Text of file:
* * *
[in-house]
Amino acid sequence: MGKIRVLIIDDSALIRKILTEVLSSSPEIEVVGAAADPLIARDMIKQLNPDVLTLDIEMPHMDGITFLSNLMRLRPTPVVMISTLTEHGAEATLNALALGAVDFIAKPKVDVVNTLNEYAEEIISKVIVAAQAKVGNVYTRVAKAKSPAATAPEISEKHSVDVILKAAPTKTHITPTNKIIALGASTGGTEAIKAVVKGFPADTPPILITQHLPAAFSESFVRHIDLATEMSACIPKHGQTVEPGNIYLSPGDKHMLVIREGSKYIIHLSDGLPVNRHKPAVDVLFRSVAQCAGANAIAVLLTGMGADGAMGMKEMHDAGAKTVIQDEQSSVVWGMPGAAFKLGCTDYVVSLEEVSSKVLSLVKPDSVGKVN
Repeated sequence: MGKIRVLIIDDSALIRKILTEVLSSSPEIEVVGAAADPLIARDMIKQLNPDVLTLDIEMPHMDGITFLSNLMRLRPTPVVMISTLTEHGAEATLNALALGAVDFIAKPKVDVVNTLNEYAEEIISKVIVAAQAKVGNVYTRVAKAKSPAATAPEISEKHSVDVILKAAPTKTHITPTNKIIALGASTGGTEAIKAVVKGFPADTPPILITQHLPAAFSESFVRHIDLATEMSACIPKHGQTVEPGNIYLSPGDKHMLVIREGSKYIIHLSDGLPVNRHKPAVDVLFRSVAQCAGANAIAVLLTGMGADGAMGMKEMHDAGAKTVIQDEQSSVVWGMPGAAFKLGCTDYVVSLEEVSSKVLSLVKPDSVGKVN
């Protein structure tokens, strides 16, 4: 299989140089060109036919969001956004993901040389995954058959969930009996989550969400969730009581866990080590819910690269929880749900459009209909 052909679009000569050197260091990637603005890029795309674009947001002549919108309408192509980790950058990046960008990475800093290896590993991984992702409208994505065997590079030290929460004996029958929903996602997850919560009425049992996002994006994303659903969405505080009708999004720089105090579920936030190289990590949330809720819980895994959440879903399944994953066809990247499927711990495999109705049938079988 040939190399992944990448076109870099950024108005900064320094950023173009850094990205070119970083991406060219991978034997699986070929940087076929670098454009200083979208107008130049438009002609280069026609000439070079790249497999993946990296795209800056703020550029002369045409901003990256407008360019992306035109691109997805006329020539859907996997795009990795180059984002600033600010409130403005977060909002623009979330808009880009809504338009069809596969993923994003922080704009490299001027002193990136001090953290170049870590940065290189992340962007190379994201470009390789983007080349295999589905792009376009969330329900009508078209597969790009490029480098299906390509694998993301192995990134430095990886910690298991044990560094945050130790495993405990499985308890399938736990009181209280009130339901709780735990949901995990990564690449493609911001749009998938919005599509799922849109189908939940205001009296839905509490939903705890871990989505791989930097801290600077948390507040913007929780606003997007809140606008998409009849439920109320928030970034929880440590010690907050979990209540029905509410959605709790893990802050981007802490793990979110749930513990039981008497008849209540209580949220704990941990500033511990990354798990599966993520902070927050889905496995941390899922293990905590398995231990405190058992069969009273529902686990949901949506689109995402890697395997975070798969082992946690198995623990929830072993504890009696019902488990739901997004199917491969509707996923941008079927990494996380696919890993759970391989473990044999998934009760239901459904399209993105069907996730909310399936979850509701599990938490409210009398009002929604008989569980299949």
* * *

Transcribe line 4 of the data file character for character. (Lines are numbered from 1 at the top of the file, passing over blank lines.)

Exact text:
């Protein structure tokens, strides 16, 4: 299989140089060109036919969001956004993901040389995954058959969930009996989550969400969730009581866990080590819910690269929880749900459009209909 052909679009000569050197260091990637603005890029795309674009947001002549919108309408192509980790950058990046960008990475800093290896590993991984992702409208994505065997590079030290929460004996029958929903996602997850919560009425049992996002994006994303659903969405505080009708999004720089105090579920936030190289990590949330809720819980895994959440879903399944994953066809990247499927711990495999109705049938079988 040939190399992944990448076109870099950024108005900064320094950023173009850094990205070119970083991406060219991978034997699986070929940087076929670098454009200083979208107008130049438009002609280069026609000439070079790249497999993946990296795209800056703020550029002369045409901003990256407008360019992306035109691109997805006329020539859907996997795009990795180059984002600033600010409130403005977060909002623009979330808009880009809504338009069809596969993923994003922080704009490299001027002193990136001090953290170049870590940065290189992340962007190379994201470009390789983007080349295999589905792009376009969330329900009508078209597969790009490029480098299906390509694998993301192995990134430095990886910690298991044990560094945050130790495993405990499985308890399938736990009181209280009130339901709780735990949901995990990564690449493609911001749009998938919005599509799922849109189908939940205001009296839905509490939903705890871990989505791989930097801290600077948390507040913007929780606003997007809140606008998409009849439920109320928030970034929880440590010690907050979990209540029905509410959605709790893990802050981007802490793990979110749930513990039981008497008849209540209580949220704990941990500033511990990354798990599966993520902070927050889905496995941390899922293990905590398995231990405190058992069969009273529902686990949901949506689109995402890697395997975070798969082992946690198995623990929830072993504890009696019902488990739901997004199917491969509707996923941008079927990494996380696919890993759970391989473990044999998934009760239901459904399209993105069907996730909310399936979850509701599990938490409210009398009002929604008989569980299949």